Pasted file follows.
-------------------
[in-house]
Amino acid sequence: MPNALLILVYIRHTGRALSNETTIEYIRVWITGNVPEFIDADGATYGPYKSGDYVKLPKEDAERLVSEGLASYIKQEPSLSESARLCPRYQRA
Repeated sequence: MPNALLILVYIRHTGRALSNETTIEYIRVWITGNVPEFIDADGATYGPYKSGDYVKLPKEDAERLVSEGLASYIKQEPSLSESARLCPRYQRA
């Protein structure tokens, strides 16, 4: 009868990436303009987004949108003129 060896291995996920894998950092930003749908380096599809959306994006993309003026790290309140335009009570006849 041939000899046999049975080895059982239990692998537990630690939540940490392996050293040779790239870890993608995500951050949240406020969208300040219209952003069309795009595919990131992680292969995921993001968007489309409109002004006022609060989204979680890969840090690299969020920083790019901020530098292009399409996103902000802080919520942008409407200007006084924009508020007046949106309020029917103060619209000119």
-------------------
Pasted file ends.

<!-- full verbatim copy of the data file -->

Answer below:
[in-house]
Amino acid sequence: MPNALLILVYIRHTGRALSNETTIEYIRVWITGNVPEFIDADGATYGPYKSGDYVKLPKEDAERLVSEGLASYIKQEPSLSESARLCPRYQRA
Repeated sequence: MPNALLILVYIRHTGRALSNETTIEYIRVWITGNVPEFIDADGATYGPYKSGDYVKLPKEDAERLVSEGLASYIKQEPSLSESARLCPRYQRA
């Protein structure tokens, strides 16, 4: 009868990436303009987004949108003129 060896291995996920894998950092930003749908380096599809959306994006993309003026790290309140335009009570006849 041939000899046999049975080895059982239990692998537990630690939540940490392996050293040779790239870890993608995500951050949240406020969208300040219209952003069309795009595919990131992680292969995921993001968007489309409109002004006022609060989204979680890969840090690299969020920083790019901020530098292009399409996103902000802080919520942008409407200007006084924009508020007046949106309020029917103060619209000119």